Leaf Spots, Blotches, and Scorches (Rizzo et al., 2002b; Garbelotto et al., 2003).

In some hosts, the disease affects leaves but not the twigs or branches. Lesions are normally associated with the accumulation of water on the leaf. These symptoms are in general rather nondescript. Lesions on Umbellularia californica are generally dark in colour, often at the leaf tip where water accumulates, but can also be on the blade or near the petiole depending how the leaf is carried and on where water accumulates. Lesions are generally demarcated by an irregular margin, often followed by a chlorotic halo. Premature chlorosis of the entire leaf, followed by its abscission, is common in drier areas. Infection in Aesculus californica starts as light circular spots, coalescing into large blotches often affecting the whole leaf, and at times the petiole. In Acer macrophyllum, symptoms appear as a marginal leaf scorch. The scorch does not, at least initially, affect the whole leaf contour, and scorched portions are interrupted by healthy areas.

On redwood the disease affects mostly needles of the lower branches. Needles appear to be infected individually, and often partially infected needles will display a black demarcation line between healthy and diseased tissue. Such lines can be developed either longitudinally following the length of the needle, or transversally across the width of the needle. Eventually, most needles in a portion of the branch may be infected and die. In general, dead needles remain attached to the branches. Basal sprouts of redwood can sometimes be girdled, cankers will appear as a dark lesion, and the entire portion of the sprout above the lesion will desiccate.

Prevention and control

Best management practices for P. ramorum are available at: and at

-Removal of California bay laurels (Garbelotto et al., 2017), tanoaks (Cobb et al., 2017) and Japanese larch (O’Hanlon et al., 2018) have all been shown to be effective.

-Employment of disease tolerant plants (Hayden et al., 2013; Conrad and Bonello, 2016; Cobb et al., 2019) holds significant promise and some results have been produced on higher survival of tanoak recruitment using disease tolerance.

-Planting non-susceptible species and other strategies are being developed to prevent or manage P. ramorum in wildlands (Lee et al., 2010; Swain and Alexander, 2010; Cobb et al. 2019).

-It has been shown that fresh wounds will be optimal infection courts; pruning of large branches or of stems should occur in the autumn, months in California before the rain-driven spread of P. ramorum occurs, or 4 months before the infectious period in other parts of the world.

-In restoration projects, avoid bay laurel (Umbellularia californica) if possible, especially in areas where oaks may be growing. Eradication has been attempted in southern Oregon, USA, via the burn-and-slash technique (Goheen et al., 2002b).

- Kiln drying: 55°C for 30 minutes was insufficient to kill the pathogen. At least 1 hour is required but only for substrates without abundant chlamydospores such as wood. If substrate supports chlamydospores 2 weeks at 55°C were necessary to kill the pathogen. However, vacuum plus exposure at 55°C, together killed the pathogen after 22 hours (Harnik et al., 2004).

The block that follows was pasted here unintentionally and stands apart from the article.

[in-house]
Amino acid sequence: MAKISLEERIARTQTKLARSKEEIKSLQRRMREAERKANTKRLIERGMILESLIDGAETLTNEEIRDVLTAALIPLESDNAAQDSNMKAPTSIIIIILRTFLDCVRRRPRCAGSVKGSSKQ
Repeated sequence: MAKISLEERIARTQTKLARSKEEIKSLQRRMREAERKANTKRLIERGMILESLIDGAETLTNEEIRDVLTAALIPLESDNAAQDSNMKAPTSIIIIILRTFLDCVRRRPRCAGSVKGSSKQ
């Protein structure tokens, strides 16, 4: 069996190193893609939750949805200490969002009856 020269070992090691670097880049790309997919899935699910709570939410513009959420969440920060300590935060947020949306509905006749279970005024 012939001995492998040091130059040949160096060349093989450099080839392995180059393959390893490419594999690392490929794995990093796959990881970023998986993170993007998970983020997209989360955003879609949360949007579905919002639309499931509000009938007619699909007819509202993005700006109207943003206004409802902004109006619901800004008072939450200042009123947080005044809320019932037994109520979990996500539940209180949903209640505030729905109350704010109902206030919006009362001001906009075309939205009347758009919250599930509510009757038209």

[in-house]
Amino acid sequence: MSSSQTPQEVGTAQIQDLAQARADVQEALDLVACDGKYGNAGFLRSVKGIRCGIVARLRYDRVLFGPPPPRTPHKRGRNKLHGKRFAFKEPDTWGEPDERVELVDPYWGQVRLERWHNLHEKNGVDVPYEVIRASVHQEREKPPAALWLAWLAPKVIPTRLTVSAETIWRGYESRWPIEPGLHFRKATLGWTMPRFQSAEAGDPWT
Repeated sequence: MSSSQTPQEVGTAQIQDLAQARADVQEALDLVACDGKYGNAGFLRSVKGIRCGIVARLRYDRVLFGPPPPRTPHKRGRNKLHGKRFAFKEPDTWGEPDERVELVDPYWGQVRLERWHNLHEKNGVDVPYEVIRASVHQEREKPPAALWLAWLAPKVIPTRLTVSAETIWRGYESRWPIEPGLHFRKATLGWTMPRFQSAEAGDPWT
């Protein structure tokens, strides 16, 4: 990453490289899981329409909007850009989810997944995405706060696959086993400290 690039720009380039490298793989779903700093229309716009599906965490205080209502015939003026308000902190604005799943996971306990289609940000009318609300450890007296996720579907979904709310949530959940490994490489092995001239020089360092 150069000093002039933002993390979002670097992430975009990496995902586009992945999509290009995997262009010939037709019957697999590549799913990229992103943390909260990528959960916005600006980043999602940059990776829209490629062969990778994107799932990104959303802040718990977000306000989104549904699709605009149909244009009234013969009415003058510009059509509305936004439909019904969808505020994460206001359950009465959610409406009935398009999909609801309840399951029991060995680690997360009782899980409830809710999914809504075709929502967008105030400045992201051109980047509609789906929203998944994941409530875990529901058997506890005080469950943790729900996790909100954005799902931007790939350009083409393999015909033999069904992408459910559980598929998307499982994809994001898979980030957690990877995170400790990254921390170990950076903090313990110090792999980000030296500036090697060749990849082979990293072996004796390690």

- Composting following EPA guidelines for California is completely successful in eliminating the pathogen (Swain et al., 2006), however mature compost can be re-infected by the pathogen if exposed to large amounts of inoculum (Swain and Garbelotto, 2015).

- P. ramorum is susceptible to label-dosages of copper sulfates and copper hydroxides (Garbelotto et al., 2009). In different formulations it is moderately susceptible to mancozeb. The pathogen is sensitive to phosphites or phosphonates. Phosphite injections are effective in oaks for 2 years (Garbelotto and Schmidt, 2009) and also temporarily in tanoaks (Notholithocarpus densiflorus). Phosphite foliar sprays are not effective on oaks and tanoaks. The pathogen is extremely sensitive to metalaxyl, but drenches and foliar sprays are ineffective in oaks (Garbelotto et al., 2007; Garbelotto et al., 2009).

- Water and moisture management are extremely important, especially when temperatures are between 15 and 20°C. Infection on bay (Umbellularia californica) leaves requires 9-12 hours of leaf wetness. Oak infection requires 250 mm of rain in for 3-6 weeks and at least 1 week when max temperature daily reaches 20°C (Garbelotto et al., 2017).

- Natural contagion from oaks is estimated to be low: susceptible oaks should not be planted near foliar hosts like bays and rhododendrons.

- Early infection can be detected on foliar hosts: new infection on bay leaves are good signs of inoculum level.

- Sites, soil and streams can be monitored by baiting with rhododendron leaves (Davidson et al., 2002c).

- Removal of California bays 10 and 20 m around oaks has been proven highly effective in reducing possible infection events and remains the main prescription to preventatively protect oaks from becoming infected (Garbelotto et al., 2017).

- Sanitation of small tools such as axes, hand saws or chain saws is best done by removing all organic debris, followed, if desired,by treatment with lysol, 70% ethanol, or a 10% dilution of commercial bleach.